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Journal of Craniovertebral Junction and Spine
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ORIGINAL ARTICLE
Year : 2022  |  Volume : 13  |  Issue : 2  |  Page : 182-191

Adjunct pelvic fixation in short-to-medium segment degenerative fusion constructs independently predicts readmission and morbidity


Department of Orthopedic Surgery, North Shore University Hospital-Long Island Jewish Medical Center, Zucker School of Medicine at Hofstra/Northwell, NY, USA

Correspondence Address:
Junho Song
270-05 76th Avenue, New Hyde Park, NY 11040
USA
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Source of Support: None, Conflict of Interest: None


DOI: 10.4103/jcvjs.jcvjs_60_22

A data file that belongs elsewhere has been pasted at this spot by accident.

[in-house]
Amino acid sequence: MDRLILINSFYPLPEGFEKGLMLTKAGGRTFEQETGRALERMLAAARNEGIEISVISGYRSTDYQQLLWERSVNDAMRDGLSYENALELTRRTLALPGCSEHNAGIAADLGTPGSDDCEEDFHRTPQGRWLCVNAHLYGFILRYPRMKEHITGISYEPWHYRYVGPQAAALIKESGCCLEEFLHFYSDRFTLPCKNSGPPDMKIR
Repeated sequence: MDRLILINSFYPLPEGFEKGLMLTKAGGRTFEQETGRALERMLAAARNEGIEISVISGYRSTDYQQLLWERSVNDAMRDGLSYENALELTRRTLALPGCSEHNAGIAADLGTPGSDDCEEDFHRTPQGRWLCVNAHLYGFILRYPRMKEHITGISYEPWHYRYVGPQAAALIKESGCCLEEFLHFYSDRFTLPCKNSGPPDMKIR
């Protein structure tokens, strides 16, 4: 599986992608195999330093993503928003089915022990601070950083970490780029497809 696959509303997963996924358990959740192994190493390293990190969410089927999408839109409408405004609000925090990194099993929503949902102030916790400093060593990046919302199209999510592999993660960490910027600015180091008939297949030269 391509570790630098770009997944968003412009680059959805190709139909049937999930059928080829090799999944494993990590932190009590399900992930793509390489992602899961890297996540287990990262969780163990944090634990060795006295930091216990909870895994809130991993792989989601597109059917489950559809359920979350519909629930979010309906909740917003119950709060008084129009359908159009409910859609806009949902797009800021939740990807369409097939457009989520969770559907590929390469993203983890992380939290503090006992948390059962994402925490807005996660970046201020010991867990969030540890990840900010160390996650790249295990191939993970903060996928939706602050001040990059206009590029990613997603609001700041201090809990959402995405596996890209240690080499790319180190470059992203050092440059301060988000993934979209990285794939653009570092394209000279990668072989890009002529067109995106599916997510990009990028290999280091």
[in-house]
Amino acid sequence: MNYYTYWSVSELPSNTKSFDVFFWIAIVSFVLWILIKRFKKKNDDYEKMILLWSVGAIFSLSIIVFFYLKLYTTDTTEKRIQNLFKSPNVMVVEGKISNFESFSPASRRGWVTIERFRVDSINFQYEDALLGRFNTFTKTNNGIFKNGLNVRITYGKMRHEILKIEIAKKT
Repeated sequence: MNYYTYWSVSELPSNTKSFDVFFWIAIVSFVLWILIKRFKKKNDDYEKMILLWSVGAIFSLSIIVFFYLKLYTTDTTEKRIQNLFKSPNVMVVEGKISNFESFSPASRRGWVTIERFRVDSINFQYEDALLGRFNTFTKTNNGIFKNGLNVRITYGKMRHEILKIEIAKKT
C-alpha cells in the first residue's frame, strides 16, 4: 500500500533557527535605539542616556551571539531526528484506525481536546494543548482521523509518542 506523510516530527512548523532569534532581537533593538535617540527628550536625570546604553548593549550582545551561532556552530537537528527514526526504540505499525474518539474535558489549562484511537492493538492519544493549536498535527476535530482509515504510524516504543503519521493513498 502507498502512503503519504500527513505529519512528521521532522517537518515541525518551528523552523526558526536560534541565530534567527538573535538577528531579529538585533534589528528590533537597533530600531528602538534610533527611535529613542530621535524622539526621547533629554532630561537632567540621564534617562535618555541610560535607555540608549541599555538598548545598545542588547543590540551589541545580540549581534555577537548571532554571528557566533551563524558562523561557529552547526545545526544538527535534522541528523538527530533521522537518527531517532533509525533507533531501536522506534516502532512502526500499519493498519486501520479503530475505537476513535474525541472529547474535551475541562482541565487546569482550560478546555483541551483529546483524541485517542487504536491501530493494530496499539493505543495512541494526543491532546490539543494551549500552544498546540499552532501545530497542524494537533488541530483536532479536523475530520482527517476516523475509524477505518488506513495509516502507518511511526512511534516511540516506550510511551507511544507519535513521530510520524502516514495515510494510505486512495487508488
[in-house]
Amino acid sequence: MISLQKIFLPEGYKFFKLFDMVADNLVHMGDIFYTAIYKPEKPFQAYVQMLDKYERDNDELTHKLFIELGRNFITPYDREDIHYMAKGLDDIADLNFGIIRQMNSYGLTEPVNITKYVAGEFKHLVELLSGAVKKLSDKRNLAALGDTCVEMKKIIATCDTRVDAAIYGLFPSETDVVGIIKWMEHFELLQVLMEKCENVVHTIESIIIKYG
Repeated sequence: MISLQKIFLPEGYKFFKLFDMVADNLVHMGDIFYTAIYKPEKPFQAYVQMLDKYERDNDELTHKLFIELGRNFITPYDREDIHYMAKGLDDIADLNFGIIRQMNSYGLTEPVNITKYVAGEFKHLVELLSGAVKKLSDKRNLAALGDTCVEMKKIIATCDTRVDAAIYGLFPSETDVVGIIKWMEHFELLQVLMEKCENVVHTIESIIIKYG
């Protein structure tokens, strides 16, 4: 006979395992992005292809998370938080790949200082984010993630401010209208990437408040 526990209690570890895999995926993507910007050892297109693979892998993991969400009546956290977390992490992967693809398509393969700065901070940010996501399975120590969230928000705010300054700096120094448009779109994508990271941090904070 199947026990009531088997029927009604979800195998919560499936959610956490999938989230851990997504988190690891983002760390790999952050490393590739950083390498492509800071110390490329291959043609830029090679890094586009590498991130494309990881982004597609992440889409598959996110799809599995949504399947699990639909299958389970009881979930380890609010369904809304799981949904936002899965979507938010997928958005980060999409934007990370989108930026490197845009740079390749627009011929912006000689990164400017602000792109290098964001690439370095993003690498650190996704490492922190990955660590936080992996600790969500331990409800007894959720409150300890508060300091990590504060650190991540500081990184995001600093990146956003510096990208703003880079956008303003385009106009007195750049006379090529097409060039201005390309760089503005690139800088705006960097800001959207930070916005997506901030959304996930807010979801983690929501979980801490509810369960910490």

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Context: Despite increasing utilization of fusion to treat degenerative pathology, few studies have evaluated outcomes with pelvic fixation (PF). This is the first large-scale database study to compare multilevel fusion with and without PF for degenerative lumbar disease. Aim: The aim of this study was to compare the 30-day outcomes of multilevel lumbar fusion with and without PF. Settings and Design: This was a retrospective cohort study. Subjects and Methods: Lumbar fusion patients were identified using the National Surgical Quality Improvement Program database. Regression was utilized to analyze readmission, reoperation, morbidity, and specific complications and to evaluate for predictors thereof. Statistical Analysis Used: Student's t-test was used for continuous variables and Chi-squared or Fisher's exact test was used for categorical variables. Variables significant in the univariate analyses (P < 0.05) and PF were then evaluated for significance as independent predictors and control variables in a series of multivariate logistic regression analyses of primary outcomes. Results: We identified 38,413 patients. PF predicted 30-day readmission and morbidity. PF was associated with greater reoperation in univariate analysis, but not in multivariate analyses. PF predicted deep wound infections, organ-space infections, pulmonary complications, urinary tract infection, transfusion, deep venous thrombosis, and sepsis. PF was also associated with a longer hospital stay. Age, obesity, steroids, and American Society of Anesthesiologists (ASA) class ≥ 3 predicted readmission. Obesity, steroids, bleeding disorder, preoperative transfusion, ASA class ≥3, and levels fused predicted reoperation. Age, African American race, decreased hematocrit, obesity, hypertension, dyspnea, steroids, bleeding disorder, ASA class ≥3, levels fused, and interbody levels fused predicted morbidity. Male gender and inclusion of anterior lumbar interbody fusion (ALIF) were protective of reoperation. Hispanic ethnicity, ALIF, and computer-assisted surgery (CAS) were protective of morbidity. Conclusions: Adjunctive PF was associated with a 1.5-times and 2.7-times increased odds of readmission and morbidity, respectively. ASA class and specific comorbidities predicted poorer outcomes, while ALIF and CAS were protective. These findings can guide surgical solutions given specific patient factors.


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